Braciole – Take Two

My better half, Steve, was still cranky days after the weekend with the Prairie Dogs, grumbling that his braciole didn’t turn out as he had hope. He was itching to try it again. Rather than wait until we could get the charcoal going, we decided to redo it in the kitchen oven. I wasn’t complaining since that meant I didn’t have to make dinner!

We gathered the ingredients and decided to modify Alton Brown’s recipe just a bit by adding 505 Green Chilies in the stuffing and as a garnish on top of the sauce.

Steve quickly mixed together the stuffing: 2 1/2 ounces bread crumbs, 1 1/4 ounces of grated Parmesan cheese, 2 large eggs, 1 tablespoon chives, 1 teaspoon chopped rosemary, 1 teaspoon garlic powder.

Next he seasoned the flank steak with salt and pepper on both sides and then sandwiched the steak between two pieces of plastic wrap so that he could pound it out.  The recipe says to pound it to about 1/4 inch thick…

and then spread the stuffing evenly across the top of the steak.

He rolled up the steak tightly….

and then tied with butcher’s twine using the surgeon’s knot.

He placed the rolled steak into a 12 inch skillet, which was a bit too small.  Despite that limitation, Steve was able to get a nice sear on the steak.  He thinks this is one reason why his braciole fell apart at the DOG this past weekend.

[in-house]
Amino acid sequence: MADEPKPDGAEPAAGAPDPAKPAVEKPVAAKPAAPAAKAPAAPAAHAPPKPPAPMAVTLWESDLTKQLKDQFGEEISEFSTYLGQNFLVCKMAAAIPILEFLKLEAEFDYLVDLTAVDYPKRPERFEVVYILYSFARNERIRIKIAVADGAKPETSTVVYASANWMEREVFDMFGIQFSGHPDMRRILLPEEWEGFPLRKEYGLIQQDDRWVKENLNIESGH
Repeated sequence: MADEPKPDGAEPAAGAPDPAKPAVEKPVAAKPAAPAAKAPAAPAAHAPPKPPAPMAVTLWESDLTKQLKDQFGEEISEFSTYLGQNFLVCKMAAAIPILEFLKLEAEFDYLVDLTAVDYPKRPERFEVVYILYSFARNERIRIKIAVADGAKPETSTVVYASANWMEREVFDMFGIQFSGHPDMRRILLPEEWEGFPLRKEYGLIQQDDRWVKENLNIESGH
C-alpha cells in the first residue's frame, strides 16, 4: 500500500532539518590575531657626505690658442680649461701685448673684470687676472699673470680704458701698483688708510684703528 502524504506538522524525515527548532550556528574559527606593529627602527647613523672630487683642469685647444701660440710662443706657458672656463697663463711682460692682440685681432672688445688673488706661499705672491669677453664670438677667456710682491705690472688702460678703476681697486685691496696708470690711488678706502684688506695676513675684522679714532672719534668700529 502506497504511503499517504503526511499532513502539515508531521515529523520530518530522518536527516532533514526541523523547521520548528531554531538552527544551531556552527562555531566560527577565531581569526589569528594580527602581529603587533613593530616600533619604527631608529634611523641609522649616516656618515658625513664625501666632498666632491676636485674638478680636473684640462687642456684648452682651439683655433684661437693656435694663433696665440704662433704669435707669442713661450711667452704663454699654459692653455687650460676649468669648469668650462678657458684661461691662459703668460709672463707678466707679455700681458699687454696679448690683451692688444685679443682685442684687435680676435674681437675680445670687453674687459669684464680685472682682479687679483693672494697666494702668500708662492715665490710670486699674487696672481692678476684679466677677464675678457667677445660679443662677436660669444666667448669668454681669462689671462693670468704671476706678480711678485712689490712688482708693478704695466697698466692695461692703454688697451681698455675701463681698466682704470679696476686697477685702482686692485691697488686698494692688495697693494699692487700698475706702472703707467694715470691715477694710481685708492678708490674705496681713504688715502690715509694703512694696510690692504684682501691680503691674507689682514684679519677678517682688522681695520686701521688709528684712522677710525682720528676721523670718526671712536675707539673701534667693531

He poured a few teaspoons of canola oil into the bottom of a 14 inch camp dutch oven and then placed the seared steak roll into the pot with the seam-side down.  He poured 2 cups of tomato sauce over the steak and then added some 505 green chilies and then baked it at 350 for about 30 minutes.  Then, he checked the internal temperature and decided it need several more minutes.  The dish was cooked perfectly, the stuffing stayed inside the meat, and the green chilie added a lovely, roasted pepper flavor to the dish.

This time around, Steve used a larger flank steak that gave him room for the stuffing and to tuck the ends together, forming a nice seal.  He also made sure the pot was sizzling hot when he seared the meat.  Finally, we liked the green chilies but decided he needed more in the stuffing to make the smokey roasted heat of the chilie come through a little more and enhance the overall dish.

Steve’s beaming smile when he sliced into the braciole was a sure sign that this time he got it right!  Next time he makes this for a Dutch Oven Gathering, he will be confident that it will turn out as nicely as the photos in Alton Brown’s cookbook!

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1 Response to Braciole – Take Two

  1. boxing says:

    I really like and appreciate your article.Much thanks again. Cool.


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